It would have been incomplete to leave New Mexico without a visit to its state capitol of Santa Fe, known as “The City Different” for its history, arts, architecture and outdoor adventure making it National Geographic’s pick as the number one “Sense of Place” in the entire world. Or at least that’s what the Official 2019 Visitors Guide says.
Truth be told, we wanted to experience the hype of Meow Wolf’s House of Eternal Return, a massive art exhibit backed by Game of Thrones’ George R.R. Martin. We had no reservations, and no intel on the area, but we felt like if we got into town early on Thursday, we could beat the weekend rush. And if we could see history, arts, architecture and outdoor adventure on our way to Meow Wolf, that would be a bonus.
When we are flying without reservations, we like to use the Plan A, B, C, D mode. Plan A is a great state or national park near by where the sites are as large as the views. Plan B is a private park that typically trades natural beauty and space for convenience, like the one above in Taos. Plan C is Bureau of Land Management dispersed camping, National Forest, etc. Plan D is a Walmart, Bass Pro Shops, or an interstate Rest Area. Sometimes a Plan C will beat out a Plan B depending on the terrain needed to access the government land.
After 30 minutes on the excellent WiFi at Ojo Caliente, the situation presented Plan A: Hyde Memorial State Park: a 9000 foot up in the mountains park, 14 miles from Meow Wolf with 7 RV sites and none showing available online. Plan B: Nothing. Plan C: Black Canyon Campground in the Santa Fe National Forest – primitive but very close to the state park. Plan D: The Walmart up the street from Meow Wolf.
Climbing off I-25 up into the Santa Fe mountains, Betty sucked in her breath as the road got narrow and twisty. Arriving at Hyde Park, we found the Ranger Station, Visitor Center and Host Camp site abandoned of people. Sheri tracked down three guys with a clipboard who advised us to grab a site if you can find one – like the one across the road. We nabbed site 50, only to be greeted by the volunteer host who informed us that we were in a day-use only site. Following her lead, she and Beethoven drove her Deer tractor to the RV loop where she parked us in the last electric RV site which hadn’t actually been reserved. It was so picturesque, we signed up for two nights. Plan A worked again.
Pushing Meow Wolf off until the next day, we hiked the five mile Circle Loop to the top of the mountain and back. At 9,400 feet, the view, breeze, and lack of oxygen literally took our breaths away. A 30 feet waterfall capped off the hike. Once again communing with nature after a week of civilization, we watched the stars come out in a bright sky to a roaring fire and an endless supply of s’mores.
At 7:30 am, we bundled up in the cold mountain morning and launched the Comos down the 10 mile long steep grade into town prior to breakfast. Hitting 30+ mph speeds, we caught mule deer by the side of the road as we silently zipped by. By 8:30 we were in Historic Downtown Santa Fe eating an authentic southwest breakfast burrito and cup of joe, feeling totally safe, protected by the open carry customers.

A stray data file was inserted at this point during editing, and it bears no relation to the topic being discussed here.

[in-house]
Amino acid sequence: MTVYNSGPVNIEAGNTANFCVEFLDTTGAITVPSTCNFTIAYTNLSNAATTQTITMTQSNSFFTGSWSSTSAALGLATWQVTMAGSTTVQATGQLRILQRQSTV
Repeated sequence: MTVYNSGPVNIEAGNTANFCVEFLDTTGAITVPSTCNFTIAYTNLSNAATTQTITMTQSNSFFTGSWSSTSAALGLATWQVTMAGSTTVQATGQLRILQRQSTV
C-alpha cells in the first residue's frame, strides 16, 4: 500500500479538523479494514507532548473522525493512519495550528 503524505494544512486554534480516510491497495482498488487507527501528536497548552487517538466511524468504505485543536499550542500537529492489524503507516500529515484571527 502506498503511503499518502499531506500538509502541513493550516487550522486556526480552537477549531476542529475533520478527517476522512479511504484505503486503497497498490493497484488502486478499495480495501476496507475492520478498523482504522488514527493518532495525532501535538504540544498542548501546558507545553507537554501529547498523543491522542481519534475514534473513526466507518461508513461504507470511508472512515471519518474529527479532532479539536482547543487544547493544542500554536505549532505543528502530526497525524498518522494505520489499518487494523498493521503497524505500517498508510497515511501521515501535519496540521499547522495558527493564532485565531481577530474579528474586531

Crossing Downtown and heading into the gritty industrial sector of Midtown, we navigated the busy thoroughfare to the Meow Wolf House of Eternal Return. A sprawling world has been created inside of an old 20,000 square foot bowling alley. The promo says, “The House comprises dozens of rooms and secret passages that beg to be explored. Two dimensional kitchens? Clothes dryers that double as time-transportation portals? As visitors forge their own paths through the installations, the secrets of the fictional Selig family and their mysterious Victorian house resolve themselves – or not – in otherworldly ways that spark the imagination.”
We visited all 70 rooms in the family home of Piper and Nicholas along with their twin 10 year old kids, Lex and Morgan, her parents and her twin brother Lucious. We read their journals, dug through closets, hacked their computer, visited their dreams, time travelled in portals … all in an effort to solve the mystery of what the heck was going on between the Charter and the Anomoly. We won’t give our takeaways, but we learned a lot about space and time when we entered a portal by walking through the back of the refrigerator, reminiscent of The Lion, the Witch and the Wardrobe.
Four hours later we wrapped it up. We had not found the family, but we had made darn good progress on solving the mystery to life, thanks to this talking tron. If this sounds strange to you, just you wait and see. Meow Wolf is spreading to Denver, Las Vegas, Phoenix and Washington D.C. in 2022. Trust me, it will be a hot ticket.
Unfortunately, all of that meta-knowledge did little to decrease the distance back to Betty, or flatten the grade we had flown down that morning. After riding through the Railyard and Guadalupe Districts and testing New Mexico cuisine at a local joint, we pedaled off in the hot afternoon sun towards Hyde Park.
Having saved our precious battery bars throughout the day, we cashed them in for the steep climb home. Like a champ, the Comos rose up out of Santa Fe into the mountains with the addition of moderate pedaling. Truth be told, we never could have made it back to the mountain-top campground without the e-bike technology. The paneers held our winter gear which we needed in the morning, and the pedal assist brought us up 2000 feet of elevation until we made it back at 5 pm.
Cruising into camp, large RVs rolled into the park looking for one of the precious 7 sites, but all were taken. While we had cell coverage in town, we joined the Colorado Parks online community and booked the last lake front site at Lathrop, 250 miles to the north for the always busy Saturday night. While it’s good to be lucky, a little prep work never hurts anyone.